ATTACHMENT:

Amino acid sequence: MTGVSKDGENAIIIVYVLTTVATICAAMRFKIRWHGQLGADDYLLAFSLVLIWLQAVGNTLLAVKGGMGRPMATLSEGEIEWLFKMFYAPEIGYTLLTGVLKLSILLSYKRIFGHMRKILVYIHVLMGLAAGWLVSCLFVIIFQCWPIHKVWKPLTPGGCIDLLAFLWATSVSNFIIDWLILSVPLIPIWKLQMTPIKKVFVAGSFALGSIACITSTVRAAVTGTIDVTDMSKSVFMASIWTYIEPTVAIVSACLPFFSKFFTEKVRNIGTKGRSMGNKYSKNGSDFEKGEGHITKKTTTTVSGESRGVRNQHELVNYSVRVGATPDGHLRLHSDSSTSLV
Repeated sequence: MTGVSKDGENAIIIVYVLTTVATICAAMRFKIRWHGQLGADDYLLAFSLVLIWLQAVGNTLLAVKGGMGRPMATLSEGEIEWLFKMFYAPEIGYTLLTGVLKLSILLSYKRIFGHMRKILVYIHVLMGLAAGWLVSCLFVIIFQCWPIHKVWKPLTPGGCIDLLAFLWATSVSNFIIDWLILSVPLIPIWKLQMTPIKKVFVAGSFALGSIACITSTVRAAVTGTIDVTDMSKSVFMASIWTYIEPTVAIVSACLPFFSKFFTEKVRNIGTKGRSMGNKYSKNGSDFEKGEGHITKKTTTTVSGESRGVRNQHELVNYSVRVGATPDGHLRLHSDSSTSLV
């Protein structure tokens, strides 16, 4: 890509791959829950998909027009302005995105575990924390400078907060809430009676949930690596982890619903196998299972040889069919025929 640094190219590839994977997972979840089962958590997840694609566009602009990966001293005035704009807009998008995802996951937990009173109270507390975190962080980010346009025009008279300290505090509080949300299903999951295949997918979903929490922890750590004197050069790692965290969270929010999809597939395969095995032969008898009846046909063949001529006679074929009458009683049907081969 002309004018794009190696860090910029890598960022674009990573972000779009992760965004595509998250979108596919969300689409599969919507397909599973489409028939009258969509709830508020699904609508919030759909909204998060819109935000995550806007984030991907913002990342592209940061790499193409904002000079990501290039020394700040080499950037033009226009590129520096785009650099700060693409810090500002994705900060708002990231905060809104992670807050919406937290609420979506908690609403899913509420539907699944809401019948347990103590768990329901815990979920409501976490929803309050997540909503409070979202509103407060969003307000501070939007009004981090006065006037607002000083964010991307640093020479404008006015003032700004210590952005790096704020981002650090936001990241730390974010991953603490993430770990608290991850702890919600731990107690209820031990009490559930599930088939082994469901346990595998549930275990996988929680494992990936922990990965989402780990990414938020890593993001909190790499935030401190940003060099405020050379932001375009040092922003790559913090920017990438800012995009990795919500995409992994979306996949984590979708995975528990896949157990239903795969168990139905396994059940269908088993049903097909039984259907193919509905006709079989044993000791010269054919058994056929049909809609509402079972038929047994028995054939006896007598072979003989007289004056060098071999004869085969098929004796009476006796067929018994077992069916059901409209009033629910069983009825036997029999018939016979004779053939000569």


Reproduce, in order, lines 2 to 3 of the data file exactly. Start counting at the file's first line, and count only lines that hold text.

Repeated sequence: MTGVSKDGENAIIIVYVLTTVATICAAMRFKIRWHGQLGADDYLLAFSLVLIWLQAVGNTLLAVKGGMGRPMATLSEGEIEWLFKMFYAPEIGYTLLTGVLKLSILLSYKRIFGHMRKILVYIHVLMGLAAGWLVSCLFVIIFQCWPIHKVWKPLTPGGCIDLLAFLWATSVSNFIIDWLILSVPLIPIWKLQMTPIKKVFVAGSFALGSIACITSTVRAAVTGTIDVTDMSKSVFMASIWTYIEPTVAIVSACLPFFSKFFTEKVRNIGTKGRSMGNKYSKNGSDFEKGEGHITKKTTTTVSGESRGVRNQHELVNYSVRVGATPDGHLRLHSDSSTSLV
């Protein structure tokens, strides 16, 4: 890509791959829950998909027009302005995105575990924390400078907060809430009676949930690596982890619903196998299972040889069919025929 640094190219590839994977997972979840089962958590997840694609566009602009990966001293005035704009807009998008995802996951937990009173109270507390975190962080980010346009025009008279300290505090509080949300299903999951295949997918979903929490922890750590004197050069790692965290969270929010999809597939395969095995032969008898009846046909063949001529006679074929009458009683049907081969 002309004018794009190696860090910029890598960022674009990573972000779009992760965004595509998250979108596919969300689409599969919507397909599973489409028939009258969509709830508020699904609508919030759909909204998060819109935000995550806007984030991907913002990342592209940061790499193409904002000079990501290039020394700040080499950037033009226009590129520096785009650099700060693409810090500002994705900060708002990231905060809104992670807050919406937290609420979506908690609403899913509420539907699944809401019948347990103590768990329901815990979920409501976490929803309050997540909503409070979202509103407060969003307000501070939007009004981090006065006037607002000083964010991307640093020479404008006015003032700004210590952005790096704020981002650090936001990241730390974010991953603490993430770990608290991850702890919600731990107690209820031990009490559930599930088939082994469901346990595998549930275990996988929680494992990936922990990965989402780990990414938020890593993001909190790499935030401190940003060099405020050379932001375009040092922003790559913090920017990438800012995009990795919500995409992994979306996949984590979708995975528990896949157990239903795969168990139905396994059940269908088993049903097909039984259907193919509905006709079989044993000791010269054919058994056929049909809609509402079972038929047994028995054939006896007598072979003989007289004056060098071999004869085969098929004796009476006796067929018994077992069916059901409209009033629910069983009825036997029999018939016979004779053939000569």